Thursday, November 30

    In the realm of Java programming, efficiently handling data in JSON format is a common requirement. This is where the Jackson library steps in as a powerful tool for serialization and deserialization tasks. Jackson provides a comprehensive set of APIs for working with JSON data, making it a popular choice for Java developers.

    After hours of coding, you’re still stuck at this error:

    Exception in thread "main" java.lang.IllegalArgumentException: Java 8 date/time type `java.time.LocalDate` not supported by default: add Module "com.fasterxml.jackson.datatype:jackson-datatype-jsr310" to enable handling (through reference chain: xxx)
    	at com.fasterxml.jackson.databind.ObjectMapper ._convert(
    	at com.fasterxml.jackson.databind.ObjectMapper .convertValue(
    	at com.howtodoinjava.core.objectToMap .ObjectToMapUsingJackson.main(

    That’s not a good way to continue the rest of the day. Why Java 8 with LocaleDate is not happy with Jackson library? Let’s find out it!


    In the world of web development, communication between different systems is crucial. This is where JSON, or JavaScript Object Notation, steps in as a fundamental player. JSON serves as a standardized data format, offering a way to structure and transmit information between a server and a client, or between different parts of a program.

    What is JSON?

    At its core, JSON is a text-based data format designed to be both human-readable and machine-parseable. It provides a clear and organized way to represent complex data structures using a combination of key-value pairs, arrays, and nested objects. JSON’s simplicity and efficiency have made it a popular choice for data interchange on the web.

    The Anatomy of JSON

    JSON data is organized into two main structures: objects and arrays.


    An object in JSON is enclosed within curly braces {} and consists of key-value pairs. Each key is a string that acts as a label for its corresponding value, which can be of any valid JSON data type (string, number, boolean, null, array, or another object). For example:

      "name": "John Doe",
      "age": 30,
      "isStudent": false,
      "languages": ["JavaScript", "Python", "Java"]


    An array is an ordered collection of values, enclosed within square brackets []. These values can be of any data type, including other arrays or objects. For instance:

    [ "apple", "banana", "cherry", {"color": "red", "taste": "sweet"}, [1, 2, 3] ]

    Why Use JSON?

    1. Readability and Simplicity

    One of JSON’s strengths is its human-readable format. Unlike binary formats, JSON can be easily inspected and understood by developers, which aids in debugging and troubleshooting.

    2. Language Agnostic

    JSON is not tied to any particular programming language or platform. This means that JSON data can be generated and consumed by a wide range of programming languages, making it an excellent choice for cross-platform communication.

    3. Lightweight and Fast Parsing

    JSON’s simplicity lends itself to efficient parsing, which is crucial for performance in web applications. This makes it an optimal choice for sending data over the internet.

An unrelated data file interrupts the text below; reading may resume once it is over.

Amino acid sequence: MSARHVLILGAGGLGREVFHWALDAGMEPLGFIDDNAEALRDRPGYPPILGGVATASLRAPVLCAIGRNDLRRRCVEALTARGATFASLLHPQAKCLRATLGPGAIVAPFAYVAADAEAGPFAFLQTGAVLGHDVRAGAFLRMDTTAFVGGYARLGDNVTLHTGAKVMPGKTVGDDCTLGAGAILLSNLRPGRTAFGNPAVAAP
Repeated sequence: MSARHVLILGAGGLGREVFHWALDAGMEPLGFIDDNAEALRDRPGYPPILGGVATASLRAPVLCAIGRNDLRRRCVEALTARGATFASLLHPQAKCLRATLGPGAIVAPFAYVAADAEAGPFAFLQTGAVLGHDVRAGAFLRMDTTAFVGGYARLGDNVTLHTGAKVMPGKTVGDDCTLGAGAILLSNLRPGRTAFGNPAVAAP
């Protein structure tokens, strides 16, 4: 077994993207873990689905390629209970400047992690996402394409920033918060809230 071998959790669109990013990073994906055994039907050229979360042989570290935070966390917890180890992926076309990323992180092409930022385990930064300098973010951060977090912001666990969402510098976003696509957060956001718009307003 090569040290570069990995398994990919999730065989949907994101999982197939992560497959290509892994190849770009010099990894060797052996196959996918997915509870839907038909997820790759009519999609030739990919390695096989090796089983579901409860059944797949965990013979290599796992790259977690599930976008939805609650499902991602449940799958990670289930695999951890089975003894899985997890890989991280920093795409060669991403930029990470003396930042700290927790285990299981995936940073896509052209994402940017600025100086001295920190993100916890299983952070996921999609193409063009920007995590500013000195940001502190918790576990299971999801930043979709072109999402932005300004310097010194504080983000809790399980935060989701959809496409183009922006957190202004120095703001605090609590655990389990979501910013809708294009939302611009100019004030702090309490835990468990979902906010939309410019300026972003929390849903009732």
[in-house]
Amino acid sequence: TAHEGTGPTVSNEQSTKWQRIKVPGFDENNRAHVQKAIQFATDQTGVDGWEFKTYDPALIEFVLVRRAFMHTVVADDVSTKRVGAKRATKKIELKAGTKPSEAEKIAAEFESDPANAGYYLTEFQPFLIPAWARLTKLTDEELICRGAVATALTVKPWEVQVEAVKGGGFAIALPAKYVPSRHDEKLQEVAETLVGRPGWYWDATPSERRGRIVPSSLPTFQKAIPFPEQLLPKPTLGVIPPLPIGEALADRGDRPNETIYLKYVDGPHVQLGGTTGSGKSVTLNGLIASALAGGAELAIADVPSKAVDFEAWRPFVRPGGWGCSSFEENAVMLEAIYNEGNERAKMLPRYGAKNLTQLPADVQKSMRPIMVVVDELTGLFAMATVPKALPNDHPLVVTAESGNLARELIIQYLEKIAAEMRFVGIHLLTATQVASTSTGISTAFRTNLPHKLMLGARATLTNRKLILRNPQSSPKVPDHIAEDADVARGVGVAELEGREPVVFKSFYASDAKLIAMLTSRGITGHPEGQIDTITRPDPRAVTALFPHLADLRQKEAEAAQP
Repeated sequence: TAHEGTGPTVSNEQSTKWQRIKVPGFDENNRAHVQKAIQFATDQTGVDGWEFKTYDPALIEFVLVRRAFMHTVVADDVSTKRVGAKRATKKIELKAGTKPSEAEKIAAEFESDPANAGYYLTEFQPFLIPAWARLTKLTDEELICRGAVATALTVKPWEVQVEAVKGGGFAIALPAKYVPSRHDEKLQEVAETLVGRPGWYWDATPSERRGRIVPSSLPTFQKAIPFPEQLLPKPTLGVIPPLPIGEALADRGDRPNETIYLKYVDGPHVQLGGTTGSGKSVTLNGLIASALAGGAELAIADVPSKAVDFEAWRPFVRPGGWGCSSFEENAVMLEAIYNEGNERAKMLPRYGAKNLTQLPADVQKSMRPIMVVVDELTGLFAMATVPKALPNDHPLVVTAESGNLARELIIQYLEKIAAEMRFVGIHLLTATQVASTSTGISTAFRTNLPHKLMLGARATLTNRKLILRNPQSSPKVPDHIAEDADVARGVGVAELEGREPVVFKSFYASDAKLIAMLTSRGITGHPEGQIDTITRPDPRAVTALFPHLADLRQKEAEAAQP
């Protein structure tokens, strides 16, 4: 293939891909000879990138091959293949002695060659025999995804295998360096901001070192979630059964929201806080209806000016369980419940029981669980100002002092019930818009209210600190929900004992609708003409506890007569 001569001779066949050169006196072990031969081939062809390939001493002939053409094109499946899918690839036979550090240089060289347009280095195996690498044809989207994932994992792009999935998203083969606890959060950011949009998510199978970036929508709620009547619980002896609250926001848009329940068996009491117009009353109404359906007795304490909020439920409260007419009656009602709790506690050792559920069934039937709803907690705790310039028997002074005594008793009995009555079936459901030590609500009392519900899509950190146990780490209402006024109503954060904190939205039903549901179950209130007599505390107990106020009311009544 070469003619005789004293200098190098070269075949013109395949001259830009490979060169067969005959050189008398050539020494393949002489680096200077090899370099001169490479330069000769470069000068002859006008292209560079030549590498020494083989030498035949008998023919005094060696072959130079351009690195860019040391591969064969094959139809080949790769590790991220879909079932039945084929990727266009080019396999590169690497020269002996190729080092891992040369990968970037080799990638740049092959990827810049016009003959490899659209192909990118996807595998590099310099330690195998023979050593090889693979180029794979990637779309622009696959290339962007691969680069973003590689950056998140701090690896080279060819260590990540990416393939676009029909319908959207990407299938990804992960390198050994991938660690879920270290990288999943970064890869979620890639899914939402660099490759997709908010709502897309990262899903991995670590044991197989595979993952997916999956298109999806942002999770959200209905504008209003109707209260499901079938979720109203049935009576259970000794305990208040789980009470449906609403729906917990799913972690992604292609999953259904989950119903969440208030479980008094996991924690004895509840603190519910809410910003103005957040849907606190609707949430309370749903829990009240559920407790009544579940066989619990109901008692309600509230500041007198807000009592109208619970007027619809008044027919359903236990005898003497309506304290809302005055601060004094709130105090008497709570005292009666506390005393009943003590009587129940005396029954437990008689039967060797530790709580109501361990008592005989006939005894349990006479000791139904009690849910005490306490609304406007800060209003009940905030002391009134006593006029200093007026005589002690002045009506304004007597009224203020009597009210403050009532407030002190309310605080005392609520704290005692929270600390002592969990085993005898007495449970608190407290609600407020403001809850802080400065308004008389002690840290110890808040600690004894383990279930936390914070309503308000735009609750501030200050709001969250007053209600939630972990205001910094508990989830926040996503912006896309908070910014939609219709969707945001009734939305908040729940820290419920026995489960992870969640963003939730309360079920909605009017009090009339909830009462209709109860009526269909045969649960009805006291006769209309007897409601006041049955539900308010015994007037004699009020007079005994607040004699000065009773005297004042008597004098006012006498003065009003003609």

4. Extensibility

    JSON allows for nested structures, making it versatile for representing complex data. It can handle a wide range of data types and structures, making it suitable for various applications.

    In summary, JSON serves as a universal language for data interchange on the web. Its simplicity, readability, and wide compatibility make it a powerful tool for developers across different domains. Whether you’re working on web applications, APIs, or even storing configuration settings, JSON is an essential part of the modern developer’s toolkit.

    What is the Jackson Library?

    The Jackson library is a high-performance JSON processing framework for Java. It offers a wide range of functionalities, including parsing JSON, generating JSON from Java objects, and vice versa. Jackson is widely recognized for its speed and efficiency, making it a top choice for processing JSON data in Java applications.

    How to solve the Jackson error with Java LocaleDate?

    Well after hours of search, this is the best way to solve the problem. The first step is to add to the pom.xml file this dependency:

    <!-- -->

    JAX-RS or Spring Boot has an auto-detector component which detects all possible ObjectMapper , but the default is not able to map the LocalDate or LocaleDateTime element for Json. So it is necessary to add this class into your project:

    import com.fasterxml.jackson.databind.ObjectMapper;
    import com.fasterxml.jackson.databind.SerializationFeature;
    import com.fasterxml.jackson.datatype.jsr310.JavaTimeModule;
    public class ObjectMapperContextResolver implements ContextResolver<ObjectMapper> {
        private final ObjectMapper MAPPER;
        public ObjectMapperContextResolver() {
            MAPPER = new ObjectMapper();
            // Now you should use JavaTimeModule instead
            MAPPER.registerModule(new JavaTimeModule());
            MAPPER.configure(SerializationFeature.WRITE_DATES_AS_TIMESTAMPS, false);
        public ObjectMapper getContext(Class<?> type) {
            return MAPPER;


    If you face the Jackson error for Java 8 with LocaleDate or LocaleDateTime, this is a good workaround to fix it. Jackson is a very powerful library for your RESTFul API project, but of course you can still use other solutions!


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